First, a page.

ICAS evidence cited in House of Lords report
We outline some of the recommendations of a House of Lords report on the draft Finance Bill, which cites ICAS evidence throughout.
House of Lords report on the draft Finance Bill published
The Finance Bill Sub Committee (FBSC) of the House of Lords holds an inquiry each year into aspects of the bill concentrating on issues of tax administration, technical clarification and simplification. Their 2023 report has just been published. ICAS written and oral evidence is cited throughout and we were pleased to see many of the key recommendations.
The 2023 inquiry examined the following draft legislation:
- Reforms to merge the two existing research and development (R&D) tax relief schemes and to give additional tax relief to R&D intensive SMEs.
- The requirement for certain taxpayers to provide additional data to HMRC.
- New measures to tackle promoters of tax avoidance, including the introduction of a criminal offence.
Research and Development
The report expresses concern about the number of significant changes made to R&D tax relief in the last 5 years, creating a perception of instability and undermining the intended incentive effect of the relief. One of its main recommendations is that over the medium term, the government doesn’t make further changes to R&D tax relief, other than to simplify it.
A key issue raised by ICAS was the undermining of the simplification benefits that should have arisen from the introduction of a merged scheme, because of the introduction of the SME R&D intensive scheme. We suggested that consideration should be given to integrating the additional reliefs for R&D intensive SMEs into the single scheme. We were pleased to see the specific recommendation from the FBSC that the government consult in the near term on bringing the R&D intensive scheme within the new merged scheme to create a fully merged and simplified scheme.
We also questioned whether the R&D intensive approach was the best way to encourage the type of R&D that would have the most significant positive impact on economic growth. Giving additional relief to companies with expenditure on any type of qualifying R&D that crosses a certain threshold, is a blunt instrument. The FBSC called on the government to explain why it considers this to be the best way of incentivising the types of innovation that will support growth.
Requirement for certain taxpayers to provide additional data to HMRC
ICAS and other bodies raised concerns about the possibility that HMRC would be collecting additional data that would be shared with other government departments. We specifically commented that if it is the intention that information will be shared, there should be further consultation and a clear explanation of what will be shared, with whom and why. The FBSC called on the government to clarify its intentions on sharing data with other departments and agencies and said that it should consult with relevant stakeholders before any such sharing takes place.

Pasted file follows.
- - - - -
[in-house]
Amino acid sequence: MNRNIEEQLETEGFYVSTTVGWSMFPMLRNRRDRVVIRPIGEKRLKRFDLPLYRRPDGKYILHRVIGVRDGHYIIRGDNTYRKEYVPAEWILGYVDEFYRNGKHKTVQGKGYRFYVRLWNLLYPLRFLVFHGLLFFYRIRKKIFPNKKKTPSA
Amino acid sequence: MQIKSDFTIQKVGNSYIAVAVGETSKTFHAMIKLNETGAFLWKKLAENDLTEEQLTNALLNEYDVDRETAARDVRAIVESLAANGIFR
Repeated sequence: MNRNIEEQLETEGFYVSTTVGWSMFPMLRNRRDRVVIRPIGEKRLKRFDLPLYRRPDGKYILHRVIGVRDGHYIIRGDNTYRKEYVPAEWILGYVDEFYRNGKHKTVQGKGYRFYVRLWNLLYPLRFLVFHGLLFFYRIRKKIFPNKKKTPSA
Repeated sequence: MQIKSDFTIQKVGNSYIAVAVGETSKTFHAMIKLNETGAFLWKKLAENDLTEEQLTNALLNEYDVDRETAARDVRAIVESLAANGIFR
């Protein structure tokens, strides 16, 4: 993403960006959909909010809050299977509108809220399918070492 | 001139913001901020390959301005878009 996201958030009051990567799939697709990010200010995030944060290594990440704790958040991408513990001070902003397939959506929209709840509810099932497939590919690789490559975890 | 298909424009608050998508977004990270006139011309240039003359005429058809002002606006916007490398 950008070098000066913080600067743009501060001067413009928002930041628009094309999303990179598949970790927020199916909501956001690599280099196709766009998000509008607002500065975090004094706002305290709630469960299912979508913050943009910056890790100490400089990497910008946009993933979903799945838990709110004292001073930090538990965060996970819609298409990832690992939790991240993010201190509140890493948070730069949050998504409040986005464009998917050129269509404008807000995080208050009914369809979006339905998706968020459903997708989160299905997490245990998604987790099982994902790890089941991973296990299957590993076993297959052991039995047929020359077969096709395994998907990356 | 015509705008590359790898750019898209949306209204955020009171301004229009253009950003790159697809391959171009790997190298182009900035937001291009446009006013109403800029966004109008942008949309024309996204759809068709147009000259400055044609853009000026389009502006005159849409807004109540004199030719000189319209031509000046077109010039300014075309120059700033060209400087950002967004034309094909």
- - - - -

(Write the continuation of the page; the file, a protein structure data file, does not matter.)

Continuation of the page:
The sub-committee also discussed HMRC’s estimate of the likely costs to employers of providing the data on employee hours. Based on evidence from ICAS and others, it noted that it seemed very likely that the costs had been significantly underestimated. It recommended that HMRC should publish the assumptions on which the cost estimates were based and should then work with interested parties to review these costings and produce revised estimates that are more realistic and re-evaluate the extent to which the proposed benefits outweigh these costs.
We were also pleased that the sub-committee said that early publication of draft regulations for consultation is crucial if the government is to go ahead with a 2025/26 start date. This was something we had called for to give taxpayers and software providers adequate time to prepare.
New measures to tackle promoters of tax avoidance
The report referred to ICAS’ comments that more should be done to deter potential users of avoidance schemes from getting involved in the first place, including more direct HMRC communication with people it believes may be taking up schemes. The FBSC recommended that HMRC do more to publicise the risks of involvement in avoidance schemes to potential and actual users, using more direct communication channels than just gov.uk, including social media, as well as traditional media outlets such as advertising, the press, and the broadcast media.
We were also pleased that the FBSC noted doubts expressed by some witnesses about HMRC’s capacity to take on the extra work that would be involved, and mentioned our concern that without additional resources for HMRC the measures could lead to the further deterioration of core services. It recommended that resourcing within HMRC for these measures be kept under review so that any lack of capacity can be remedied as quickly as possible.
Let us know your views
ICAS responds to many tax calls for evidence and consultations, as well as producing tax policy papers and reports. We also regularly attend meetings with HMRC at which service levels, delays and other issues are discussed, and we raise problems being encountered by members. We welcome input from members to inform our work; email email@example.com to share your insights and feedback.